By the time we get to the whiteboard problem we've already assessed technical skills as well as we can. The whiteboard problem is to test their fit on the team. It has worked well for us and certainly weeded out some people who could have been problematic culturally. Is that a "failing?" Maybe we lost some more technically skilled individuals that way, but our team isn't exactly lacking because of it.

This is generally the same experience I have had. I'll even talk through the assumptions (e.g. "Can we assume I know how to do argument checking?") and then after I've done the heavy-lifting of the problem-solving I'm now discussing how I didn't do something I brought up as an assumption.

Also, generally, if I'm whiteboarding in front of my coworkers/team/etc. I'm discussing something I've thought about for more than the few moments I have to digest the question while standing at the board during an interview.

Even if you didn't say

> Can we assume I know how to do argument checking?

I would probably question you at some point about a particular value of an argument and almost all candidates will get points for thinking out load that of course a NULL would get it crashing and that a simple check could stop it. Then it leads to discussion about how it should be handled. Sometimes a NULL means the program should cast an exception, other times it should just return without any side effect.

IMO the hate for whiteboard questions is really a symptom of poor interview technique.

Writing down the assumptions can help.

Maybe I was just lucky, but I interviewed with google and dropbox recently and both companies gave me laptops to type in, did not ask me once about if my code compiled, didn't comment on my style, nor did I have to perfectly know the standard library (for google, they told me to just guess at the random library functions and I also forgot some of the functions names for a set. For dropbox, one of the guys re-explained to me semaphore functions and how they worked since I forgot since it had been so long since I used them in college). I passed both.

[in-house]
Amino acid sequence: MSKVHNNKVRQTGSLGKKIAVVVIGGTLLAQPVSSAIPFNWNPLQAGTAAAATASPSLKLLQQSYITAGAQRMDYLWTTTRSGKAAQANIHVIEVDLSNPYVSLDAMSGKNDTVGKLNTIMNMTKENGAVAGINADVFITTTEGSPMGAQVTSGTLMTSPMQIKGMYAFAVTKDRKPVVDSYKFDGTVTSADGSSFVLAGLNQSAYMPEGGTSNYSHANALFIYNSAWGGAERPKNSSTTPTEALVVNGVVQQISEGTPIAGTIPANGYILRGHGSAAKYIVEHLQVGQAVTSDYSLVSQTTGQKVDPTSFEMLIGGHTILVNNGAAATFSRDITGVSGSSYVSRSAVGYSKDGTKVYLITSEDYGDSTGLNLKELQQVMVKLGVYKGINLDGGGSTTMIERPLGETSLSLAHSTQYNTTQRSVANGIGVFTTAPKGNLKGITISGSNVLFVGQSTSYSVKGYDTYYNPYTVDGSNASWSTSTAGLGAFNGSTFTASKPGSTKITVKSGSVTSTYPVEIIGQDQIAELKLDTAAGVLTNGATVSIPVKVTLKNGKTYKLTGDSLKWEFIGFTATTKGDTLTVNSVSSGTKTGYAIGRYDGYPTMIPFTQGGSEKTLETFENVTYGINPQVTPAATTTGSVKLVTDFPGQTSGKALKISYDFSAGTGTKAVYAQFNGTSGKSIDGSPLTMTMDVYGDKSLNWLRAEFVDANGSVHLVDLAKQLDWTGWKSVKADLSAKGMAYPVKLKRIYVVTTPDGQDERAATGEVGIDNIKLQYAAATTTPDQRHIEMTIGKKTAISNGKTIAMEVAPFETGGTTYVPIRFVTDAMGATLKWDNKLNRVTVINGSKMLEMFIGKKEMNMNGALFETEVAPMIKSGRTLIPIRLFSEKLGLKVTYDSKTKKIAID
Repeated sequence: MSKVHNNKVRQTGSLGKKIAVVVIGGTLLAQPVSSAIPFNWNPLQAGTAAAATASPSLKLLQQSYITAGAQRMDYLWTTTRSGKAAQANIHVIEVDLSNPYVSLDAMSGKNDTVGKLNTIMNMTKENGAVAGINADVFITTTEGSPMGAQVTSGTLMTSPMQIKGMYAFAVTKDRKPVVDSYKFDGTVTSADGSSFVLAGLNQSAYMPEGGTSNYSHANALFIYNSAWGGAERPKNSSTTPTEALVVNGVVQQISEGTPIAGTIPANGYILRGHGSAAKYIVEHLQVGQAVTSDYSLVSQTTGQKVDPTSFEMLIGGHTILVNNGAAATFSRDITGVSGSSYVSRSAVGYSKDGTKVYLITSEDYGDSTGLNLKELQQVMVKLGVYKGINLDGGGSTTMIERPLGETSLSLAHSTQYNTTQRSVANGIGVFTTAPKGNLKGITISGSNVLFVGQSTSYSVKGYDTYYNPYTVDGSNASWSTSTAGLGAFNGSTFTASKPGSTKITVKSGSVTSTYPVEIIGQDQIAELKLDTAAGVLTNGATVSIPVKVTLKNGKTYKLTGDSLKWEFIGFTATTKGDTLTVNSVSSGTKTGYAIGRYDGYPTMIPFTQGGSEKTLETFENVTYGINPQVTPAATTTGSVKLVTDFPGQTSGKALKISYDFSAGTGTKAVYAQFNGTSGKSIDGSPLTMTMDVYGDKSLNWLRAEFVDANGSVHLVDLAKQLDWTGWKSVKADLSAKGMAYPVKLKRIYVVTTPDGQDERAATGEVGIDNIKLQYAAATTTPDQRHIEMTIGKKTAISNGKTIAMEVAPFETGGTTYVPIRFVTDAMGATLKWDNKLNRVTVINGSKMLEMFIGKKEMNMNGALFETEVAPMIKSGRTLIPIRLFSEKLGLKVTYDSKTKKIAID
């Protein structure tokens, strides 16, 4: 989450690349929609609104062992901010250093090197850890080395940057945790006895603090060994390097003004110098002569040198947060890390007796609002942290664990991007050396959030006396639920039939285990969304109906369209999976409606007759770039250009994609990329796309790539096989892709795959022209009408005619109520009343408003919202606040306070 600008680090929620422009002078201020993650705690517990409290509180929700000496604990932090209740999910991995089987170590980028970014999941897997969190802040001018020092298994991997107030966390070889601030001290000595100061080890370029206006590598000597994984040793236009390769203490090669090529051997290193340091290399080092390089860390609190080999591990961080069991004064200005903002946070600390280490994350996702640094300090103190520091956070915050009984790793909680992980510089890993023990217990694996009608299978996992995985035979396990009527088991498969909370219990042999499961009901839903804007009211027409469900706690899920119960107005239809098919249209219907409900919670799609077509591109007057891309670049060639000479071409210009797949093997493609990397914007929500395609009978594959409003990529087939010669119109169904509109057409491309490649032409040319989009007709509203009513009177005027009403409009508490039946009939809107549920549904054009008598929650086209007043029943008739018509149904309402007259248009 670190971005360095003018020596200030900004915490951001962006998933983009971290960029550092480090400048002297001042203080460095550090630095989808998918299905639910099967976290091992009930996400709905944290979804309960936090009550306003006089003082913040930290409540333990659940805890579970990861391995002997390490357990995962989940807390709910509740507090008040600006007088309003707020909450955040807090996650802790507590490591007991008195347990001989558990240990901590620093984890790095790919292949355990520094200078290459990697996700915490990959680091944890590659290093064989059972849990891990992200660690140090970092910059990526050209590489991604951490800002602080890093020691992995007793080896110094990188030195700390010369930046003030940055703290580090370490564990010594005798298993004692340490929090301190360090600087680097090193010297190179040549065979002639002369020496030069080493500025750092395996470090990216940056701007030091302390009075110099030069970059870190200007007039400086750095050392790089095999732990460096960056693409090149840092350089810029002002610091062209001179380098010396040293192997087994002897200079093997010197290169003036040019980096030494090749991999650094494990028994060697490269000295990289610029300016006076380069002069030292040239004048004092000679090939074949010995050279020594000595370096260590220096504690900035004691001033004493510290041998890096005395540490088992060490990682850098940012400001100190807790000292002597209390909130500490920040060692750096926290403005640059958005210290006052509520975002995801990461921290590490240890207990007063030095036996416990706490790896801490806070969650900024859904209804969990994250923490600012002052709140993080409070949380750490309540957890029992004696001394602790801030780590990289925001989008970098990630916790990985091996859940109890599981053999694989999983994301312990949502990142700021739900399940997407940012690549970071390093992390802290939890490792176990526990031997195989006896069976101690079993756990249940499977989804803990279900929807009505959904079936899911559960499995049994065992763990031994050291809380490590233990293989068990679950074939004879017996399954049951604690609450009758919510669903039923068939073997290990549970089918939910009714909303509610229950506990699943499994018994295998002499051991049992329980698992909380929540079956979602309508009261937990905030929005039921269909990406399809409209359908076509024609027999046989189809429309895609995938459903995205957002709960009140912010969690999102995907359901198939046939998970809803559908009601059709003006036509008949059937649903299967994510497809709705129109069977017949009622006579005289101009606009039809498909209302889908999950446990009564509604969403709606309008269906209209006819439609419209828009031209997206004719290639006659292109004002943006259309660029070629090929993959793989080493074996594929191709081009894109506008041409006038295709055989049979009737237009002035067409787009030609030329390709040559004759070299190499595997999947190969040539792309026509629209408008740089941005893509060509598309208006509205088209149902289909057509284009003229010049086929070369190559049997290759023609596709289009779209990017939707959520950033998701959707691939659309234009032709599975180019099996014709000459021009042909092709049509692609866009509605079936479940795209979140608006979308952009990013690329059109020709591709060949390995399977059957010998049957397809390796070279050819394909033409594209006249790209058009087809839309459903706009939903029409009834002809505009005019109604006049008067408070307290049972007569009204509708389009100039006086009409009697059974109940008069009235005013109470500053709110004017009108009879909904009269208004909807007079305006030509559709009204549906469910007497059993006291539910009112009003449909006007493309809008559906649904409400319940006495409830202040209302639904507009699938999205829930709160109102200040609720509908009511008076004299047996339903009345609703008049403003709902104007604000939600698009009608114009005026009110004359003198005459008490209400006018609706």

Granted, I will give you that optimized code has definitely been important. One of those interviews even had me use a bit array (at least I think it was that) to efficiently a store a list of booleans but at least they gave me the relevant function calls to use an already implemented one.

> clearly my interview would be better if I came up with the perfectly optimized solution, or gave a lecture on the options rather than trying to discuss options.

Right. And a competency based interview goes better if you have a perfect example for every question. But it isn't an auto-fail if some of your answers are mediocre

Personally though - I'd rather hire someone who is able to properly communicate their thought process over an imperfect solution, than someone who was unable to discuss/explain the perfect solution they scrawled down.

Give feedback to the company.

When I give interviews candidates often say they don't remember some API. I tell them I don't care and they should make something up and I'll figure out what they are doing from context. The only time this burns candidates is when they clearly don't understand an ADT well enough to give it a sane interface.